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Moonrise Kingdom
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by Brett Gallman

"I always wanted to be a Khaki scout."
5 stars

A film as rapturous, magnificent, and affecting as “Moonrise Kingdom” shouldn’t feel so effortless. With his latest film, Wes Anderson presses his auteurist stamp with gentle authority and a firm, unironic conviction. This is unmistakably a Wes Anderson film, an adorable reflection on the pangs of love--both love and old--that just might be his best work to date.

Anderson’s films have frequently basked in the glow of retro-nostalgia, but this is his first proper period piece. Set in an acute version of 1965 that grounds the film in a warm Americana, “Moonrise Kingdom” presents a New England island that feels like a handcrafted Anderson enclave, full of whimsy, quirk, and optimism. Sam (Jared Gilman) and Suzy (Kara Hayward) are the island misfits who fall in love at first sight and conspire to run away together.--he abandons his scout troop, while she runs away from her troubled home and her parents’ collapsing marriage.

These two are on the precipice of adolescence, a fact that never eludes Anderson. Sam and Suzy may be typically Anderson-esque in their heightened maturity, but their interactions are marked by an innocence that diffuses throughout “Moonrise Kingdom.” They traverse the island’s rocky terrain with dogged and doe-eyed determination, their more intimate moments fluttering with the excitement of young love; even their lone sexual moment is achingly awkward and cute, as the two are completely attuned with one another. Anderson’s child actors are incredible. The bespectacled and doughy Gilman is delightfully odd but good-natured; Sam has been diagnosed as emotionally disturbed, but, as his own foster parent notes, he means well. Suzy is a similarly misunderstood holy terror borne of neglect, a heartbreaker infused with a pouty severity by Hayward.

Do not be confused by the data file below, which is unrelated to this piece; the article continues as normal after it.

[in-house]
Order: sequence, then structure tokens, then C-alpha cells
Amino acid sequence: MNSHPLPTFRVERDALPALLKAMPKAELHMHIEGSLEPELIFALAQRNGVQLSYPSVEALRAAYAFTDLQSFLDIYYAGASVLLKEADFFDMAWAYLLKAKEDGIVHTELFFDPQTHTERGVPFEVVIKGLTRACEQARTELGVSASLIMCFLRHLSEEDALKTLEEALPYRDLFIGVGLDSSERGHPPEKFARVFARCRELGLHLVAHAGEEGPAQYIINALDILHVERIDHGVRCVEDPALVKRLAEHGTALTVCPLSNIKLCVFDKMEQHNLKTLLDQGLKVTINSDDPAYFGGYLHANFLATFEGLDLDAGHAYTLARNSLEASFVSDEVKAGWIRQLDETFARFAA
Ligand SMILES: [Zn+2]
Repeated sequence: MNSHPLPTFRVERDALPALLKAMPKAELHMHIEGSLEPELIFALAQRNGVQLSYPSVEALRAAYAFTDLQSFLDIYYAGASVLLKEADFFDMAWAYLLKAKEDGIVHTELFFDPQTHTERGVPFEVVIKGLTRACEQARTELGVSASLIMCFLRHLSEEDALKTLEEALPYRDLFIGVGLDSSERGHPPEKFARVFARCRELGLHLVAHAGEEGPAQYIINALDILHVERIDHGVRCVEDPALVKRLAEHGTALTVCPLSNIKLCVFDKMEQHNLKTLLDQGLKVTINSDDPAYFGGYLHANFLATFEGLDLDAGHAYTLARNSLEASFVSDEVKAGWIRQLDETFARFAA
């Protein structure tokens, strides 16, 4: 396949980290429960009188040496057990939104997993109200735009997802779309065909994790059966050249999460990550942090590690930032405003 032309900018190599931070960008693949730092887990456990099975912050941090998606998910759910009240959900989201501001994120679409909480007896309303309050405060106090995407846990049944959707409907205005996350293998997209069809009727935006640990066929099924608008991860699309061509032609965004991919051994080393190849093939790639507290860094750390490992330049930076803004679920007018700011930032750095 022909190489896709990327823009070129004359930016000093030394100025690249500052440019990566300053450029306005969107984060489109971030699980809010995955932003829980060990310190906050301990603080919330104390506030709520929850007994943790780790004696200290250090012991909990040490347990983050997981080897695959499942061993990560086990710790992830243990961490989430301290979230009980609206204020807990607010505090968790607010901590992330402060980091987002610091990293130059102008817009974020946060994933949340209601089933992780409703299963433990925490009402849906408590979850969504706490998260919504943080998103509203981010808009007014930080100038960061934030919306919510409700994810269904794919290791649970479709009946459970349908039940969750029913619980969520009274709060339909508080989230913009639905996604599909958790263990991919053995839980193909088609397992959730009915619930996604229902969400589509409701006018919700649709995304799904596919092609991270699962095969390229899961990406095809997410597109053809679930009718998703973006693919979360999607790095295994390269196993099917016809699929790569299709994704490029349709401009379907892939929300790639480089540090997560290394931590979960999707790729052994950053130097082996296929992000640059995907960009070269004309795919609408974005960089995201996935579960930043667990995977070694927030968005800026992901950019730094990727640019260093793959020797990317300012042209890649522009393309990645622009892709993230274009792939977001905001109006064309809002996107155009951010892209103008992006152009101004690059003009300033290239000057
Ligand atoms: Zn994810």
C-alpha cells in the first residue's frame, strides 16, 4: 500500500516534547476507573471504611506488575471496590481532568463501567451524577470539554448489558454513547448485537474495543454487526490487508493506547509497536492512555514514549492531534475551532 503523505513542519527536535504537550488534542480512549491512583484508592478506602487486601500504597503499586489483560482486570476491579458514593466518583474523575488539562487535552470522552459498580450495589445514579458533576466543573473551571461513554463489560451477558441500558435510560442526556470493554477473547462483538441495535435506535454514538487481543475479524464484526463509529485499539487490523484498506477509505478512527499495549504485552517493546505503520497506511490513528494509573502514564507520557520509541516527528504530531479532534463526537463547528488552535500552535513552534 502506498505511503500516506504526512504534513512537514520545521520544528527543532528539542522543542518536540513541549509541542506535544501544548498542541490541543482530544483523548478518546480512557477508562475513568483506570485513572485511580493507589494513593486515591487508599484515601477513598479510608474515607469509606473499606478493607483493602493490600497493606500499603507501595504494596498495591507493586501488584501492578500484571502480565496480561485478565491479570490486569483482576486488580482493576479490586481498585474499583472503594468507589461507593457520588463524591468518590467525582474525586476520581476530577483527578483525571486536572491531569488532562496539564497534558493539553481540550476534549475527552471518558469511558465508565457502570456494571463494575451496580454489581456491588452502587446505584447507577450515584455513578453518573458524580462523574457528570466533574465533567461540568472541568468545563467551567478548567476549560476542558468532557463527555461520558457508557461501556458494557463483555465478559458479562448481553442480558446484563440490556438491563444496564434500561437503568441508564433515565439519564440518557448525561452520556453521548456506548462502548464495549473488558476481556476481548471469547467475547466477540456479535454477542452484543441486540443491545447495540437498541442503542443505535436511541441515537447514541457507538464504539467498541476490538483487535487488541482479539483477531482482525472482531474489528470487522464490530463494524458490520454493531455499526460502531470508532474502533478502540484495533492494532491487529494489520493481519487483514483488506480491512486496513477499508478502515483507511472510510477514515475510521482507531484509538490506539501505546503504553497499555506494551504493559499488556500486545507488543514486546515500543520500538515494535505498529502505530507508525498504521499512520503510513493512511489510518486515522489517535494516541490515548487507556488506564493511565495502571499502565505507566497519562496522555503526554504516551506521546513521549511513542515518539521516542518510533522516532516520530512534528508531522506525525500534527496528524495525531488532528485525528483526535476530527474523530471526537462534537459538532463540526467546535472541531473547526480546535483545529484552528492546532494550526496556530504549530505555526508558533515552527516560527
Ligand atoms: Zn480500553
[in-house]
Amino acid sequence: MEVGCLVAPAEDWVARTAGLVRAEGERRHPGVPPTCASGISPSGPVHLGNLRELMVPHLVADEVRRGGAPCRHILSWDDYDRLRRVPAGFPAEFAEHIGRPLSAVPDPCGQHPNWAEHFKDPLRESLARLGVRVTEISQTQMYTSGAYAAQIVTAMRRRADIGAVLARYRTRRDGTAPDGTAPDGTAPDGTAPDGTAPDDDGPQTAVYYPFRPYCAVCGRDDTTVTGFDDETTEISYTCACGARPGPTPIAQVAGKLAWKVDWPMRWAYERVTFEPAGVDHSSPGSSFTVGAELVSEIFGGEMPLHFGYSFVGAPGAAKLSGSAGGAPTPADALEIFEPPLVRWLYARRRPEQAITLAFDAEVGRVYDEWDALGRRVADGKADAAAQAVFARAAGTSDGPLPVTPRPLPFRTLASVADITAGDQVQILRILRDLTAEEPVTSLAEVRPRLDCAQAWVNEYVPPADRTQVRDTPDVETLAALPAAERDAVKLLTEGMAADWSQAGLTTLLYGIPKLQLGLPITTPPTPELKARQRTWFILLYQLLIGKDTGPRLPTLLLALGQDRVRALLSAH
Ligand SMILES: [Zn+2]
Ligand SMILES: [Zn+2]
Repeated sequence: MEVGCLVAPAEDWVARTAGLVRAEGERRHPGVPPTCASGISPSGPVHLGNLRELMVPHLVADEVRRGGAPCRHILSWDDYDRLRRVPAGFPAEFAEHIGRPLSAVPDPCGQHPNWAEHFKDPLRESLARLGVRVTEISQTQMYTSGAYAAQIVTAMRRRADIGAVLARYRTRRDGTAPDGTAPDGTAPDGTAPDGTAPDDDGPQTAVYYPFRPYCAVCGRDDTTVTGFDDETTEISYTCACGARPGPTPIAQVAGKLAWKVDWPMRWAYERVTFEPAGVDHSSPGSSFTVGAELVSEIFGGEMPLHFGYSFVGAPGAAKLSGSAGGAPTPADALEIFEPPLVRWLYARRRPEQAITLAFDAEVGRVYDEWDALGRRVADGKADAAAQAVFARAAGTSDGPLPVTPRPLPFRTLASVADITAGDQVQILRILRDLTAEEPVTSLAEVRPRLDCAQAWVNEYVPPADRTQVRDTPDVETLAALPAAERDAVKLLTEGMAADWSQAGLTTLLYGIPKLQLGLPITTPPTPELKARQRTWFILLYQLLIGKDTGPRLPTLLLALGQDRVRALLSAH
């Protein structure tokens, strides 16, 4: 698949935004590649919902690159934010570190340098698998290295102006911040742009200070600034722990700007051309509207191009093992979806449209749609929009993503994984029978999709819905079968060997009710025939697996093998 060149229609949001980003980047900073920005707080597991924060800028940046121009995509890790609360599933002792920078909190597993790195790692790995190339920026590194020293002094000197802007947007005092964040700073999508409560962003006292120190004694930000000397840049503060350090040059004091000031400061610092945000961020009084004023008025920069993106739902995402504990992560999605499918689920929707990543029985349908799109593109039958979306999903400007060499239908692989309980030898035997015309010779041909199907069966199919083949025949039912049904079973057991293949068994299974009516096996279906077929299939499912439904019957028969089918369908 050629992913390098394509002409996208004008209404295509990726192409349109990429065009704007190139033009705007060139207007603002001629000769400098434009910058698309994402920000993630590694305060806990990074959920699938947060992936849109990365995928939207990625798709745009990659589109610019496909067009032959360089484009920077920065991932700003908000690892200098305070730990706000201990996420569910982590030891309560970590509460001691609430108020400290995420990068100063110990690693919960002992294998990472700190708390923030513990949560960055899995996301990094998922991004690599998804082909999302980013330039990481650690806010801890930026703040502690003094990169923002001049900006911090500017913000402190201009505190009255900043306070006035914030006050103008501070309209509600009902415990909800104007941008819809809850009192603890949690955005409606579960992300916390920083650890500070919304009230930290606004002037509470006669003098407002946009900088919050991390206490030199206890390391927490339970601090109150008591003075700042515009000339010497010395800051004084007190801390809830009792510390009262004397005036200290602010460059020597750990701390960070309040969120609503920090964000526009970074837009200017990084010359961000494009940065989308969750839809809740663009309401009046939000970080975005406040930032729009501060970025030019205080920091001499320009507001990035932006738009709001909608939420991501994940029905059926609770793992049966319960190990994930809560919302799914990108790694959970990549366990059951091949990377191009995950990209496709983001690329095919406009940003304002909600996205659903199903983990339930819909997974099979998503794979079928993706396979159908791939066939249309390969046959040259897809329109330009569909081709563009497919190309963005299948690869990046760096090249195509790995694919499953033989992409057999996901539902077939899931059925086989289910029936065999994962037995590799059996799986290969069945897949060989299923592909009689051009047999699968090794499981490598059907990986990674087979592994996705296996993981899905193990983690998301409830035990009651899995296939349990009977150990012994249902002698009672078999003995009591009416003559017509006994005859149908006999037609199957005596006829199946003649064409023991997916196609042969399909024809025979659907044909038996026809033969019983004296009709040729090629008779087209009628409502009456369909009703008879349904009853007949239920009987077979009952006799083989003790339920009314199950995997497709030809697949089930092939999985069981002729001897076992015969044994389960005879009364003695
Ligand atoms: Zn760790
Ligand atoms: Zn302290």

Assembled around them is a wonderful ensemble. Bruce Willis and Edward Norton form empathetic centers that find both actors in unguarded roles as the adults who can identify with the pre-teen protagonists. The former is the island sheriff that appreciates the purity of Sam’s love, while the latter is the kindly scout master with a warm, schoolteacher inflection. Anderson refuses to cast judgment on this character especially--here’s Edward Norton giving a completely earnest performance as a man-child who might be taking his duties a little too seriously, complete with short shorts and an absurd ranger hat, and it is completely heartening. The same is true of Jason Schwartzman and Harvey Keitel, who appear in similarly absurd roles but never flinch. It’d be easy to see these performances as being against type, but they’re too natural to draw such attention, as the actors easily slide into their roles.

Anderson regular Bill Murray also makes a remarkable appearance as Suzy’s father, a man that represents the resistant, cynical current in “Moonrise Kingdom.” Since his notions of love have become perverted by his wife’s (Frances McDormand) affair, he takes it out on the two young lovers. Murray’s subtle performance paints a brilliantly layered portrait of heartbreak and resentment that elides the one note parental villainy typically reserved for types of films.